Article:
So what of friendship? Doesn’t Facebook still support and enable it? Of course it does. But the form it does so is not sufficient to let friendship throb, and here comes the value of WhatsApp. When asked what they use WhatsApp for, many people will reply, with some embarrassment, that they can’t actually say. ‘Well, it’s for my friends. You know with your friends you don’t really need to say anything but we do sort of say something. I mean, it’s mostly tosh’. They might go further and say that, when using WhatsApp, they don’t have to formulate proper sentences either – they can simply say out loud (as it were) what they are thinking – since a friend will understand; they might well be thinking the same thing too. And they might add that they use WhatsApp pretty much all the time – their smart phones always being at hand, their friends always desirous of contact. By way of further explanation, they might explain why Facebook doesn’t do all they need. ‘I don’t need to put a status update. My friends know what I am up to – mostly they are doing it with me.’

This seems to be the measure of modern friendship. It is not that friendship has a different manner – friends have always spoken tosh with each other, they have always filled in each other’s phrases and doubtless too they have persistently pestered each other down the ages with words when they are not wanted. But with WhatsApp (and similar applications) they do this wherever they are: at work, at home, in bed, on the train; when they are bored, when they have something to laugh at and something to whinge over; in short, when they want to find out ‘what’s up?’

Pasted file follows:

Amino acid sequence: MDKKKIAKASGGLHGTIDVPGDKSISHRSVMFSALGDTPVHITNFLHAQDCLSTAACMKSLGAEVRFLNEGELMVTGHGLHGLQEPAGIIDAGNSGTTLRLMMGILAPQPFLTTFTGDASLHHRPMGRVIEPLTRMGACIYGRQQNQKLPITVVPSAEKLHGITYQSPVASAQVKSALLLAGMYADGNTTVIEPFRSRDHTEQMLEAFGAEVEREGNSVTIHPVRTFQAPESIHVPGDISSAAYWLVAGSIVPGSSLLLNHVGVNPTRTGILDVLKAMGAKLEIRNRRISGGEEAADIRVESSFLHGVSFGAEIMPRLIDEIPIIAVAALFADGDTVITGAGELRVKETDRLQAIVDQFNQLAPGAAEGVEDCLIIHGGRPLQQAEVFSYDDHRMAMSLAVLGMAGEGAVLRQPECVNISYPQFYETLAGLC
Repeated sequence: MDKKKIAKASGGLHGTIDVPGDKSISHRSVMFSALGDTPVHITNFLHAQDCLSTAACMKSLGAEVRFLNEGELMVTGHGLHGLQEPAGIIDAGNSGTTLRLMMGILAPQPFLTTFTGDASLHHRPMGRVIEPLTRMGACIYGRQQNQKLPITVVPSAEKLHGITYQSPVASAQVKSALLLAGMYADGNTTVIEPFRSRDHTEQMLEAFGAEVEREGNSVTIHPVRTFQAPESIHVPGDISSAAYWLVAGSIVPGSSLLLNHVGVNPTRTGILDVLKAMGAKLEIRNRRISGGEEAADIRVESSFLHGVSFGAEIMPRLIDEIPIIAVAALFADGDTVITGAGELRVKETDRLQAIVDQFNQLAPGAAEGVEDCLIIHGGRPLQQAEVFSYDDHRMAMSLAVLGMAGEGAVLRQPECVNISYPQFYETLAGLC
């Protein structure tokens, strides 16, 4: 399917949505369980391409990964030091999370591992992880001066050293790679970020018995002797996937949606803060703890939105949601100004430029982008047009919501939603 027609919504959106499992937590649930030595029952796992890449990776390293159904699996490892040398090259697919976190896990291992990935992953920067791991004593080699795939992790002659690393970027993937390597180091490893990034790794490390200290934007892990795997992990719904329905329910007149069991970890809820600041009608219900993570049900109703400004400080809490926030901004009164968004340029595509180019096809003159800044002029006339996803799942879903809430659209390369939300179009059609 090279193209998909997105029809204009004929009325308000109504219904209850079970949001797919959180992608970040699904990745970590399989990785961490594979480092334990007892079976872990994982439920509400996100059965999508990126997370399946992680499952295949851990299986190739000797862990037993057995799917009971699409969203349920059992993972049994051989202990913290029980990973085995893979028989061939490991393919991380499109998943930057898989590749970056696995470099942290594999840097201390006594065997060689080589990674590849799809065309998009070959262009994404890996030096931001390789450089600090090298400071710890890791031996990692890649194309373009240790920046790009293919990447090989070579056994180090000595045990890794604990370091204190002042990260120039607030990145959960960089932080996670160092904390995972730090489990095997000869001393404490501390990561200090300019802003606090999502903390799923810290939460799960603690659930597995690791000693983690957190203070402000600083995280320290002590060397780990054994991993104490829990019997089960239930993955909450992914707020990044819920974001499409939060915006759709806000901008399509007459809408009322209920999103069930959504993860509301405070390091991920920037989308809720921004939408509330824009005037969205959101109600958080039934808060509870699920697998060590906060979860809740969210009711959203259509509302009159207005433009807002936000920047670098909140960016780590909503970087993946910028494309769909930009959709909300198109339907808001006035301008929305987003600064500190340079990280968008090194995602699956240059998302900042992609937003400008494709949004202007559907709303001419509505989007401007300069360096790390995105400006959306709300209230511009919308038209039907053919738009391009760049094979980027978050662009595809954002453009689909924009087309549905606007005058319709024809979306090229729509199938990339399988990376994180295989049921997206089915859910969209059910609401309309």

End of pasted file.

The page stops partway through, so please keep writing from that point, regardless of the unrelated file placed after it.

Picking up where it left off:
And this is why Facebook is so keen, why it thinks it justified to spend the money it has. It is here that they can get to the heart of being human in this day and age.

But it is far from clear that Facebook will be welcomed by users. It is not at all certain that the space between all the tosh can be filled up with adverts and click-thru’s; nor is it clear how much value can be placed on pointless chit-chat: how much will people be prepared to pay to say nothing at all?

Of course friendship is infinitely valuable. But friendship is like water: it will find a way through obstacles put in its path: the question for Facebook is whether it will be such an obstacle or a conduit. The evidence is that it was once a conduit and then became an obstacle: only time will tell if the same fate will befall WhatsApp.